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Fifty-three Stations of the Tokaido: Station 22, Okabe

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Ando Hiroshige (aka Hiroshige), Japanese, (1797–1858)
Fifty-three Stations of the Tokaido: Station 22, Okabe, c. 1833-1834
Ink on Paper
8 7/8 in. x 13 15/16 in. (225.43 mm x 354.01 mm)


Object Type: Print
Technique: Wood-block Printing
Creation Place: Asia, Japan
Credit Line: Gift of Mrs. James W. Johnson
Accession Number: 46.1.22


Marks
On mat in pencil: Jo collection XVII set 22 n. 389. Censor's seal: Kiwame.

Medium
Nishiki-e, horizontal oban; colored ink on paper.

Object Description
Color woodblock print from Hiroshige's Tokaido Road series. About 4 1/2 miles from Mariko, the topography changes drastically, and travelers again reach a treacherous place, the Utsu Pass - third in difficulty after the Hakone and Satta passes. The Utsu Pass is a valley between the steep mountains that rise alongside a swiftly flowing stream. The pass, dark with overgrown, lush vegetation and desne forest, had been a subject of literature and paintings. In the famous "Tales of Ise" Ariwara no Narihira crossed this pass, lonely and yearning for his lover in Kyoto.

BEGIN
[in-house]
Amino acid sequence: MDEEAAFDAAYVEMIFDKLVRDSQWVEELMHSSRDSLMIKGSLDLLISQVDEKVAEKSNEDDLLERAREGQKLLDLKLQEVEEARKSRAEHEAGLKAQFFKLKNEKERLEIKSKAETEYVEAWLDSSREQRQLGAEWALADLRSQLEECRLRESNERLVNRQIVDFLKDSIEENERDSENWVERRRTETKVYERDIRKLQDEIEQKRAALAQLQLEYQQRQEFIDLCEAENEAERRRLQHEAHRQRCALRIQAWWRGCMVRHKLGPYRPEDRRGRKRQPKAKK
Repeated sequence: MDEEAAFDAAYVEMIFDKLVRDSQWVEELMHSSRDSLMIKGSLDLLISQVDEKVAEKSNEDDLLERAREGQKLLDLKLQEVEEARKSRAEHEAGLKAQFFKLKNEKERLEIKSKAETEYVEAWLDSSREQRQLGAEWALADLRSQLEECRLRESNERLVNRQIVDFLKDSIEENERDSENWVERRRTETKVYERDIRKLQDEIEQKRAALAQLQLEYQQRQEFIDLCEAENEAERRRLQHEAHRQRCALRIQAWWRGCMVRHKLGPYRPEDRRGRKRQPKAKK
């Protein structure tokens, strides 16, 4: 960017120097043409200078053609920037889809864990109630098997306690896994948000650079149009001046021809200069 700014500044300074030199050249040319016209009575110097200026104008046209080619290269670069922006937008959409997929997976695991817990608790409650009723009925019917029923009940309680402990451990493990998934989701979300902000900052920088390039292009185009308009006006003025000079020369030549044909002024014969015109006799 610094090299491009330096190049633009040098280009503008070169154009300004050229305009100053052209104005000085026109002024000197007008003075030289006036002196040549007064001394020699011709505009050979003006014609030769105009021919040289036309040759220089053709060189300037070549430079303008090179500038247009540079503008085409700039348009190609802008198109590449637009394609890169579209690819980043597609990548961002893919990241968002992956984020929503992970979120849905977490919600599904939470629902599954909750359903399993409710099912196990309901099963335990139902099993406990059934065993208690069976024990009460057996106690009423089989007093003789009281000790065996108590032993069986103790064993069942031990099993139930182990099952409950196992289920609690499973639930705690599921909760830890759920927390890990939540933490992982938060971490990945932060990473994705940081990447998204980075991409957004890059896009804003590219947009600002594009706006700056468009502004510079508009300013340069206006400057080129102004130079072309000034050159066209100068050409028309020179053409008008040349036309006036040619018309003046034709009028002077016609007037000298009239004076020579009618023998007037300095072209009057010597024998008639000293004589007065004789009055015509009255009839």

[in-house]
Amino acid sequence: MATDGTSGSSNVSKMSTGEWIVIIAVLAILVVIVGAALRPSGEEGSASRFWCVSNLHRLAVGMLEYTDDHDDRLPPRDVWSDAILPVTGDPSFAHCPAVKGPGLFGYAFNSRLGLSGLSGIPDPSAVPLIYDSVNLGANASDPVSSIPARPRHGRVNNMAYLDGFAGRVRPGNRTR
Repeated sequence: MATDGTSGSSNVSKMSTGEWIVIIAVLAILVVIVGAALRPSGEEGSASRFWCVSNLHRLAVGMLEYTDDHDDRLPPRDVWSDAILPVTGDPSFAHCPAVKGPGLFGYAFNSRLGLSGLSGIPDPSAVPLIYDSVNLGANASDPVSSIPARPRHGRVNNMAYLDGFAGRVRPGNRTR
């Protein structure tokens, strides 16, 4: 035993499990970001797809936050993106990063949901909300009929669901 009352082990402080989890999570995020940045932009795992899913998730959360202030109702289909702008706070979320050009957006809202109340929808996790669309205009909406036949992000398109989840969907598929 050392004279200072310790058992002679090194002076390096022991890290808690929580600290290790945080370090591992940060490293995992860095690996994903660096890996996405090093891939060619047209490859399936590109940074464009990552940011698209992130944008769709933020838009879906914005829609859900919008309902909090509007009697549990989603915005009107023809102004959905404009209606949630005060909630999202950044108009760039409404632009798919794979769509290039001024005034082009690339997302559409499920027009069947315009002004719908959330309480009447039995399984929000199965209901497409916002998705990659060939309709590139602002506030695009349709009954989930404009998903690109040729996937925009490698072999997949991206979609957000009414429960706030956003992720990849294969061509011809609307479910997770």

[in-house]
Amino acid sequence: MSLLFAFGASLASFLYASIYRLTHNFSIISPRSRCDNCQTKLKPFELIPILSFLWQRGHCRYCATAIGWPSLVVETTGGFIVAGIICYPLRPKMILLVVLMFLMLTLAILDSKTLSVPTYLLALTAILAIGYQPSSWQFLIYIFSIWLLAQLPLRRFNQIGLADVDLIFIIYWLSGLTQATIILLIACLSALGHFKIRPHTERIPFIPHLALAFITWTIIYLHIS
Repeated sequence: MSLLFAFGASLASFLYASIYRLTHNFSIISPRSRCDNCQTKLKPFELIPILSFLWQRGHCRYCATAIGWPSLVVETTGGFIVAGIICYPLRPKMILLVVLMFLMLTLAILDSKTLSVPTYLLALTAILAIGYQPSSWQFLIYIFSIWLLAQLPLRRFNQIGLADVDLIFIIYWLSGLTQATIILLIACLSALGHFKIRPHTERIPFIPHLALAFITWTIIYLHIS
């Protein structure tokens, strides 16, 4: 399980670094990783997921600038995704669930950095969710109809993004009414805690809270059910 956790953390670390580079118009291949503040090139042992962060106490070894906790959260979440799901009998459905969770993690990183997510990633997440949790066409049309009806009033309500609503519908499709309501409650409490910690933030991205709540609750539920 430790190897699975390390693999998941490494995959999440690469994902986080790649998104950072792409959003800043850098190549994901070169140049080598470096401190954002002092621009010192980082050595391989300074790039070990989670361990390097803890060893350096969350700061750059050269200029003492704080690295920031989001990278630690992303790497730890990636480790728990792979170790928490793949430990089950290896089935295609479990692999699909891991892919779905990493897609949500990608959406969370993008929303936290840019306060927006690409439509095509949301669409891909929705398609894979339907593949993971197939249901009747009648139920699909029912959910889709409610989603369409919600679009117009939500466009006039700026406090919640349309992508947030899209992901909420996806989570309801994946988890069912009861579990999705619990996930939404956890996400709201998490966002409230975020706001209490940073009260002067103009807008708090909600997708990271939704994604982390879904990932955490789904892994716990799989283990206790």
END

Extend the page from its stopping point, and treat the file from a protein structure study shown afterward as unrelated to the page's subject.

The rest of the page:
Hiroshige well expresses the darkness and narrowness of the pass with travelers and woodcutters on the road. This print is the only one in the Tokaido series published by Senkakudo (Tsuruta), who issued ten prints jointly with Hoeido, the exclusive publisher of the rest of them.

Ref. "Hokusai and Hiroshige," p.185.

Publisher
Hoeido (Takenouchi Magohachi) seal.

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